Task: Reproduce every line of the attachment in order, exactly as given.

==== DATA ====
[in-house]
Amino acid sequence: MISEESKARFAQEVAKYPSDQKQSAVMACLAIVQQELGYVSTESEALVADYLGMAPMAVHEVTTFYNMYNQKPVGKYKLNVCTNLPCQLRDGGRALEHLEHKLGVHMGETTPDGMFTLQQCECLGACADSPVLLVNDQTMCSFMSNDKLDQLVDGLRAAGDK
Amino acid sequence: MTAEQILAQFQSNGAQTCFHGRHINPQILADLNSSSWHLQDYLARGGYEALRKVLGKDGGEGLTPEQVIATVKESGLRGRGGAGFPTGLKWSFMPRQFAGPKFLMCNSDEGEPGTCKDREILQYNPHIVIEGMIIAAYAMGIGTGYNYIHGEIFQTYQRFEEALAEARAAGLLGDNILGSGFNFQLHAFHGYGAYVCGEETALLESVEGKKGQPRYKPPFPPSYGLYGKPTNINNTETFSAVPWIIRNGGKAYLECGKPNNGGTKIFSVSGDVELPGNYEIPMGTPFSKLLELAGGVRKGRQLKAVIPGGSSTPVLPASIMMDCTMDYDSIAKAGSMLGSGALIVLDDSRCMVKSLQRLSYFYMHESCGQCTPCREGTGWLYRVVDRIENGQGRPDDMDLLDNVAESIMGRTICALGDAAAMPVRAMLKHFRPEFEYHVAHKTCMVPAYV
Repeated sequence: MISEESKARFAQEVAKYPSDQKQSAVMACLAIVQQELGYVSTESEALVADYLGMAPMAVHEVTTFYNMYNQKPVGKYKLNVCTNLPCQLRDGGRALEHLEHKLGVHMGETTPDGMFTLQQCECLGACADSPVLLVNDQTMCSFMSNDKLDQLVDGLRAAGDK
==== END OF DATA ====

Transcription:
[in-house]
Amino acid sequence: MISEESKARFAQEVAKYPSDQKQSAVMACLAIVQQELGYVSTESEALVADYLGMAPMAVHEVTTFYNMYNQKPVGKYKLNVCTNLPCQLRDGGRALEHLEHKLGVHMGETTPDGMFTLQQCECLGACADSPVLLVNDQTMCSFMSNDKLDQLVDGLRAAGDK
Amino acid sequence: MTAEQILAQFQSNGAQTCFHGRHINPQILADLNSSSWHLQDYLARGGYEALRKVLGKDGGEGLTPEQVIATVKESGLRGRGGAGFPTGLKWSFMPRQFAGPKFLMCNSDEGEPGTCKDREILQYNPHIVIEGMIIAAYAMGIGTGYNYIHGEIFQTYQRFEEALAEARAAGLLGDNILGSGFNFQLHAFHGYGAYVCGEETALLESVEGKKGQPRYKPPFPPSYGLYGKPTNINNTETFSAVPWIIRNGGKAYLECGKPNNGGTKIFSVSGDVELPGNYEIPMGTPFSKLLELAGGVRKGRQLKAVIPGGSSTPVLPASIMMDCTMDYDSIAKAGSMLGSGALIVLDDSRCMVKSLQRLSYFYMHESCGQCTPCREGTGWLYRVVDRIENGQGRPDDMDLLDNVAESIMGRTICALGDAAAMPVRAMLKHFRPEFEYHVAHKTCMVPAYV
Repeated sequence: MISEESKARFAQEVAKYPSDQKQSAVMACLAIVQQELGYVSTESEALVADYLGMAPMAVHEVTTFYNMYNQKPVGKYKLNVCTNLPCQLRDGGRALEHLEHKLGVHMGETTPDGMFTLQQCECLGACADSPVLLVNDQTMCSFMSNDKLDQLVDGLRAAGDK